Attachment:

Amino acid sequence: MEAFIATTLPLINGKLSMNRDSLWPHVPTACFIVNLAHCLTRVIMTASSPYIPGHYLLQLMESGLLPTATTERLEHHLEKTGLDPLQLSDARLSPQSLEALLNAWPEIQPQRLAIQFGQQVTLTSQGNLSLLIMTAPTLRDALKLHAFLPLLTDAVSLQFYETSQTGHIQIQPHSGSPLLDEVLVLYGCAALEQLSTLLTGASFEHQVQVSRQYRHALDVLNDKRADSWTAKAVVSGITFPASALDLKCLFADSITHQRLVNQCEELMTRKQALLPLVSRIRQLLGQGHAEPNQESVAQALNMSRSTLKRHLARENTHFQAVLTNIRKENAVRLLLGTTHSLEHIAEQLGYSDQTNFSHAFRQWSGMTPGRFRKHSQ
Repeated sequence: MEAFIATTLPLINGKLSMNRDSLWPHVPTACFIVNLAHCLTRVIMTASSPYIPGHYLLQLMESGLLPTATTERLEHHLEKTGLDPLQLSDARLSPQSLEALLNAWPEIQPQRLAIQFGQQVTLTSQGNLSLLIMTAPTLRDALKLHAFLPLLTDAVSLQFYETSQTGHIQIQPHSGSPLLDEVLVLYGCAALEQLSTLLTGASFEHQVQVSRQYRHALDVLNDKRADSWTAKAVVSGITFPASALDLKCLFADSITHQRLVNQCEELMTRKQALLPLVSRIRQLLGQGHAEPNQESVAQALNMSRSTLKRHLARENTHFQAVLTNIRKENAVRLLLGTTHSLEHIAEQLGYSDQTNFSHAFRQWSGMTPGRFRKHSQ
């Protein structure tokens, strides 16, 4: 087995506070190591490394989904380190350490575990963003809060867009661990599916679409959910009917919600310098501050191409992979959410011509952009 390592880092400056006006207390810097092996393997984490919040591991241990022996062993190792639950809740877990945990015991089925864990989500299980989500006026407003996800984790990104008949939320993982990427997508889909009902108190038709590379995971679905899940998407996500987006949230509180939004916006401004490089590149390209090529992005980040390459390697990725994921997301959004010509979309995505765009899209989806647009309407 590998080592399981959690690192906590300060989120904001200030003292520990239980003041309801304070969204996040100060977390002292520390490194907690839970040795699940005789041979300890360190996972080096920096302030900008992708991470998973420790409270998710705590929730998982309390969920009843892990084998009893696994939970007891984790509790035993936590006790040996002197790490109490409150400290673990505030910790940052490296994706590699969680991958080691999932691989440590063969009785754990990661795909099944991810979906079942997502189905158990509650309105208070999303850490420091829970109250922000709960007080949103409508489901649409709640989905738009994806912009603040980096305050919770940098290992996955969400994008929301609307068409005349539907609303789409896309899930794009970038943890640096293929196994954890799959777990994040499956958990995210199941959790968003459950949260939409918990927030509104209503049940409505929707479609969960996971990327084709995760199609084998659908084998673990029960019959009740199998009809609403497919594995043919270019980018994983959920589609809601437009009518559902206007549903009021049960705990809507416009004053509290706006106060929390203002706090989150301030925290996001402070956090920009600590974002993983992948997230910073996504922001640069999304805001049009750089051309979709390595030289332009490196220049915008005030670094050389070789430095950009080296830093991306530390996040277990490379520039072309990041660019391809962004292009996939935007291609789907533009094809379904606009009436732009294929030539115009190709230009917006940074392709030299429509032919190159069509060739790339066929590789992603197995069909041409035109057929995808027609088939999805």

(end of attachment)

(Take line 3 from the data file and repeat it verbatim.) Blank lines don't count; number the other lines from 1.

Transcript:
């Protein structure tokens, strides 16, 4: 087995506070190591490394989904380190350490575990963003809060867009661990599916679409959910009917919600310098501050191409992979959410011509952009 390592880092400056006006207390810097092996393997984490919040591991241990022996062993190792639950809740877990945990015991089925864990989500299980989500006026407003996800984790990104008949939320993982990427997508889909009902108190038709590379995971679905899940998407996500987006949230509180939004916006401004490089590149390209090529992005980040390459390697990725994921997301959004010509979309995505765009899209989806647009309407 590998080592399981959690690192906590300060989120904001200030003292520990239980003041309801304070969204996040100060977390002292520390490194907690839970040795699940005789041979300890360190996972080096920096302030900008992708991470998973420790409270998710705590929730998982309390969920009843892990084998009893696994939970007891984790509790035993936590006790040996002197790490109490409150400290673990505030910790940052490296994706590699969680991958080691999932691989440590063969009785754990990661795909099944991810979906079942997502189905158990509650309105208070999303850490420091829970109250922000709960007080949103409508489901649409709640989905738009994806912009603040980096305050919770940098290992996955969400994008929301609307068409005349539907609303789409896309899930794009970038943890640096293929196994954890799959777990994040499956958990995210199941959790968003459950949260939409918990927030509104209503049940409505929707479609969960996971990327084709995760199609084998659908084998673990029960019959009740199998009809609403497919594995043919270019980018994983959920589609809601437009009518559902206007549903009021049960705990809507416009004053509290706006106060929390203002706090989150301030925290996001402070956090920009600590974002993983992948997230910073996504922001640069999304805001049009750089051309979709390595030289332009490196220049915008005030670094050389070789430095950009080296830093991306530390996040277990490379520039072309990041660019391809962004292009996939935007291609789907533009094809379904606009009436732009294929030539115009190709230009917006940074392709030299429509032919190159069509060739790339066929590789992603197995069909041409035109057929995808027609088939999805």